Agriculture Bill

Written evidence submitted by Sustain (AB19)

Sustain: The alliance for better food and farming advocates food and agriculture policies and practices that enhance the health and welfare of people and animals, improve the working and living environment, enrich society and culture and promote equity. We represent around 100 national public interest organisations working at international, national, regional and local level.

Comments on the Agriculture Bill

The new Agriculture Bill is the first major UK legislation on agriculture in 50 years. If enacted in full and with sufficient resources, it has the potential to deliver significant benefits over the current European system.

We welcome the retention of the key new approach to provide financial support for public outcomes (or ‘goods’) that the market cannot, or can only partially, deliver such as high environmental and animal welfare standards, and supporting good practice. This should be enhanced by making it a duty to deliver this via the Environmental Land Management scheme.

We welcome the changes to the Bill on support for soil health, on fair dealing, for ancillary services, such as small abattoirs and on multi-annual financial assistance planning and reporting. The Food Security review clause is also welcome but needs broadening in focus.

The Sustain alliance wants to make the best use of this opportunity to influence UK farm policy and practice. This is made especially urgent due to the need for the UK to take decisive action on farm livelihoods, working conditions, public health, animal welfare, biodiversity, environmental protection and climate change. This briefing has been produced by Sustainable Farming Coordinator for the Sustain alliance, Vicki Hird, in consultation with working party members and others. We also support Greener UK/WCL alliance proposals and background here .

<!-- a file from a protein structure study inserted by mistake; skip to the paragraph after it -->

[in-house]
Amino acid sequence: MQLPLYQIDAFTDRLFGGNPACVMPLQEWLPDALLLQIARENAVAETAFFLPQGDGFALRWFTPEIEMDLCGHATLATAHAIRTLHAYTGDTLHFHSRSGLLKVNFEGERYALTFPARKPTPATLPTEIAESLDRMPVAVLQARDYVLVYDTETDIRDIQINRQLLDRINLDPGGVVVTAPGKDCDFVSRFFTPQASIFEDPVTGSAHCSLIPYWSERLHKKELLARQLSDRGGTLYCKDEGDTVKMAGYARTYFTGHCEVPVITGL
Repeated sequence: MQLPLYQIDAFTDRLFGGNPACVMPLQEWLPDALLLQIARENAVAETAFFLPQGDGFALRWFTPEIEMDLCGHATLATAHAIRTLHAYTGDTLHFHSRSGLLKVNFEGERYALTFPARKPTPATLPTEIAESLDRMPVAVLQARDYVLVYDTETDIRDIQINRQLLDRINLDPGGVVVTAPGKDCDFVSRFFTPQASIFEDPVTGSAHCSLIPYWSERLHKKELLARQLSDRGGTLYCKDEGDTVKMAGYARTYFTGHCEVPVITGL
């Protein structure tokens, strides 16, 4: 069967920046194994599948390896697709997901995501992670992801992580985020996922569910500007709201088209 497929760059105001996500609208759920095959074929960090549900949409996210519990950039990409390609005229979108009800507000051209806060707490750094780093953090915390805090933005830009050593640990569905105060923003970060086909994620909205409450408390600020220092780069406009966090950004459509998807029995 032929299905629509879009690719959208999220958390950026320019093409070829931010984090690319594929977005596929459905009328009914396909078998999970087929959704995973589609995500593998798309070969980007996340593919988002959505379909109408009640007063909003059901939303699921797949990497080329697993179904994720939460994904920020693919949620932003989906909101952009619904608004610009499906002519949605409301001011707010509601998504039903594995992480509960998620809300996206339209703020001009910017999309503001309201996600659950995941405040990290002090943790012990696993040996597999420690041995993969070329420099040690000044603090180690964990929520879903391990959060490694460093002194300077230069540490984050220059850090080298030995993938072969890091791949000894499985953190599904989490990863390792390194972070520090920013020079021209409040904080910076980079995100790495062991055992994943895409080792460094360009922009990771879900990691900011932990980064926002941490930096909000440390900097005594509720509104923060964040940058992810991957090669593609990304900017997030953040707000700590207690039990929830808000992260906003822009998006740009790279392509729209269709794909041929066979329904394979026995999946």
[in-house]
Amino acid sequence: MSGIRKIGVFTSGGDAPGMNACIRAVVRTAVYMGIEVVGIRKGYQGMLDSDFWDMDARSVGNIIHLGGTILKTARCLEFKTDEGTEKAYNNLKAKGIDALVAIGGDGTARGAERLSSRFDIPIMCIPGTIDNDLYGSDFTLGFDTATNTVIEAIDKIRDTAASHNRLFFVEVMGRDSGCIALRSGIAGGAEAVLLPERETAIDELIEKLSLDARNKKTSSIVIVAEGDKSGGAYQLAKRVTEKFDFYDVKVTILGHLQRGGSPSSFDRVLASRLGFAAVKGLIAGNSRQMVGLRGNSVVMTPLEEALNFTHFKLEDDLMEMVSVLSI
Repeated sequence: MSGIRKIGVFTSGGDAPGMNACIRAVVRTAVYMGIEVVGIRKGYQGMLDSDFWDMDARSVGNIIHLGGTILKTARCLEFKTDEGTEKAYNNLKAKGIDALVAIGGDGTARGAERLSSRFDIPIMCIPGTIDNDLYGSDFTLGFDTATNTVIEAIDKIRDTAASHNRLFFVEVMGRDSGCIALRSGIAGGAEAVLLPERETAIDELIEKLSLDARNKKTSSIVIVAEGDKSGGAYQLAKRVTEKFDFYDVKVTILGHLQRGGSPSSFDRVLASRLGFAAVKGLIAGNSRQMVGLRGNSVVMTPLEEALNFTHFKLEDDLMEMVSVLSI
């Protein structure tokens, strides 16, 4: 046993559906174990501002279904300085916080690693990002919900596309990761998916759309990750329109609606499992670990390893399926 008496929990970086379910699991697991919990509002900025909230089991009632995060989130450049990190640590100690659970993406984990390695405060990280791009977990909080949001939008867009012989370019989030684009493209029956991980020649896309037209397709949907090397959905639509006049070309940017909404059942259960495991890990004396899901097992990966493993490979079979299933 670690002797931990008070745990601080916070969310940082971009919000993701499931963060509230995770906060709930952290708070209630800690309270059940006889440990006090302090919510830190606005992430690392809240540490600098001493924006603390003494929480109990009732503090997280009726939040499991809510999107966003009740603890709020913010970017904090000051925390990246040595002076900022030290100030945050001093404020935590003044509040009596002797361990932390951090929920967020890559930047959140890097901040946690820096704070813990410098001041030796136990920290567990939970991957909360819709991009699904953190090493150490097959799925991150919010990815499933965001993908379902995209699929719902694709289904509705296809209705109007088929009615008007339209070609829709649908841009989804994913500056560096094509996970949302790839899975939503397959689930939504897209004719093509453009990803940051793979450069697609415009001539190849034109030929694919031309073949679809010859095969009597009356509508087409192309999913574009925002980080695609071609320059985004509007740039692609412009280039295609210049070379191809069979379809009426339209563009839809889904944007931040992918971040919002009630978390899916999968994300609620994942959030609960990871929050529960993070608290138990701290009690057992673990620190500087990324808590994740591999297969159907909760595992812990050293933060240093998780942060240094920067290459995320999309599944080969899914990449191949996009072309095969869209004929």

We are seeking your support at Second Reading for the amendments in the following areas to fairly support farmers and workers, the climate and nature emergency and for the supply of safe healthy food:

1. T he retention of the Fair Dealing Clause 27 and making a duty to deliver

We very much welcome the Government’s commitment to fair dealing and transparency in the supply chain and in particular by the retention of Clause 27 on Fair Dealing of business purchasers of agricultural produce, and the amendments the government has made to this clause (page 22).

We need to see this clause as a duty given the urgent need to form a new set of statutory Codes for each sector and an enforcement capability to ensure farmers and growers are protected from abusive practices.

2. Rules for ag r i-food imports

New trade policy and agreements must not allow a lowering of food, animal welfare, environmental and labour standards. UK farmers and growers should be able to compete on a level playing field. We need a clause to ensure agri-food imports are required to be produced to the same food, environment, labour and animal welfare regulations as our own. UK farmers should not be undercut by imported food produced to lower standards. The amendments already tabled by MPs are useful proposals to deliver this outcome.

3. An amendment to deliver agro ecological whole farm systems

We welcome the reference to support better understanding of ‘agroecology’ in Clause 1(1)(5) of the Bill. However a new clause is needed to create a specific commitment under 1(1) for financial and wider support for existing agroecological farms (such as organic) and to ensure all farmers can develop agroecological practices on the whole farm.

A sub clause in 1(1) could for instance include financial support for "establishing and maintaining whole farm agroecological systems." We have the following reasons for this:

1) Agroecology integrates food production with delivery of environmental and social public goods - to allow for support and incentives for farmers to continue to produce food whilst delivering public goods in a method defined as agroecology. This would ensure farmers can transition to ecological farming models, producing food whilst restoring the environment and nature. [1] A recent IDDRI modelling report makes it clear a 10 year transition to agro-ecological farming could deliver both the food and environmental outcomes needed. [2]

2) Farmers will be rewarded for whole farm action - not only for managing land or water in a way that protects or improves the environment, but for doing so across the whole farm in an integrated way. Agro-ecological systems can deliver a higher level of benefits and co-benefits such as, on organic farms supporting 50% more wildlife than on conventionally farmed land, and healthier soils with 44% higher capacity to store long term soil carbon. These benefits are enhanced by the integrated and diverse nature of such approaches as a part of the whole farm system rather than in reserved areas or only on the margins.